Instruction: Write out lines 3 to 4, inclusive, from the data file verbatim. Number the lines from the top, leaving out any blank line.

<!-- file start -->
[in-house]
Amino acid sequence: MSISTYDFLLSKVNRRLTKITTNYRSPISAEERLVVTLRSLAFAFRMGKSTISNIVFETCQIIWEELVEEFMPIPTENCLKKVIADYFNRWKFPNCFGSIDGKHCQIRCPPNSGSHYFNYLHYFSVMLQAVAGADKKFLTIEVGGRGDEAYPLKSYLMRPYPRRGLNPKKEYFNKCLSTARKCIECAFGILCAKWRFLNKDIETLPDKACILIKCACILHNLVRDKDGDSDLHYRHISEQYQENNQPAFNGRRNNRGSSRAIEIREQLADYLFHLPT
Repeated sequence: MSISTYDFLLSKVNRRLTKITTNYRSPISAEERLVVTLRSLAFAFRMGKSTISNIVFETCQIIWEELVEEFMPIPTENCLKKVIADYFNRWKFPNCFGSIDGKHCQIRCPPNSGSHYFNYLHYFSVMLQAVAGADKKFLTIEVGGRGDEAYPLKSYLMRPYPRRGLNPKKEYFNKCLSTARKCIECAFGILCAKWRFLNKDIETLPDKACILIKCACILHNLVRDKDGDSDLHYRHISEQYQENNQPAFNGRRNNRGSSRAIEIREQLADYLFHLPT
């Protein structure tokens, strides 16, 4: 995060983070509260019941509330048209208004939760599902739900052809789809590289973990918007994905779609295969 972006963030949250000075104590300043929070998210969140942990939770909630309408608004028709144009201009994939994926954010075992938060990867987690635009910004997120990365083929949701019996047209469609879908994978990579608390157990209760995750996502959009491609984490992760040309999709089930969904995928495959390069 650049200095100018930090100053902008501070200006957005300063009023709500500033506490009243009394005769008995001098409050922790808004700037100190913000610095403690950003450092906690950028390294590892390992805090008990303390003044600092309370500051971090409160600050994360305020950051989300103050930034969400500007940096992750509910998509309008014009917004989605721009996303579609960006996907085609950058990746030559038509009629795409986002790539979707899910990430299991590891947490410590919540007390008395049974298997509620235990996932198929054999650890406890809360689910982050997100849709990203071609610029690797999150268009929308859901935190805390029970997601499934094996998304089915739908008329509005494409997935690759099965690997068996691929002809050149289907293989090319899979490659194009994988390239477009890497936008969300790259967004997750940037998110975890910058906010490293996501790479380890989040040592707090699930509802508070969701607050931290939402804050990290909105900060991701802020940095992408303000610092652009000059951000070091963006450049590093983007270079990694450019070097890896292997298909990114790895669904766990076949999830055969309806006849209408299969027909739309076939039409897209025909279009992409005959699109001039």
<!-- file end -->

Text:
Repeated sequence: MSISTYDFLLSKVNRRLTKITTNYRSPISAEERLVVTLRSLAFAFRMGKSTISNIVFETCQIIWEELVEEFMPIPTENCLKKVIADYFNRWKFPNCFGSIDGKHCQIRCPPNSGSHYFNYLHYFSVMLQAVAGADKKFLTIEVGGRGDEAYPLKSYLMRPYPRRGLNPKKEYFNKCLSTARKCIECAFGILCAKWRFLNKDIETLPDKACILIKCACILHNLVRDKDGDSDLHYRHISEQYQENNQPAFNGRRNNRGSSRAIEIREQLADYLFHLPT
């Protein structure tokens, strides 16, 4: 995060983070509260019941509330048209208004939760599902739900052809789809590289973990918007994905779609295969 972006963030949250000075104590300043929070998210969140942990939770909630309408608004028709144009201009994939994926954010075992938060990867987690635009910004997120990365083929949701019996047209469609879908994978990579608390157990209760995750996502959009491609984490992760040309999709089930969904995928495959390069 650049200095100018930090100053902008501070200006957005300063009023709500500033506490009243009394005769008995001098409050922790808004700037100190913000610095403690950003450092906690950028390294590892390992805090008990303390003044600092309370500051971090409160600050994360305020950051989300103050930034969400500007940096992750509910998509309008014009917004989605721009996303579609960006996907085609950058990746030559038509009629795409986002790539979707899910990430299991590891947490410590919540007390008395049974298997509620235990996932198929054999650890406890809360689910982050997100849709990203071609610029690797999150268009929308859901935190805390029970997601499934094996998304089915739908008329509005494409997935690759099965690997068996691929002809050149289907293989090319899979490659194009994988390239477009890497936008969300790259967004997750940037998110975890910058906010490293996501790479380890989040040592707090699930509802508070969701607050931290939402804050990290909105900060991701802020940095992408303000610092652009000059951000070091963006450049590093983007270079990694450019070097890896292997298909990114790895669904766990076949999830055969309806006849209408299969027909739309076939039409897209025909279009992409005959699109001039």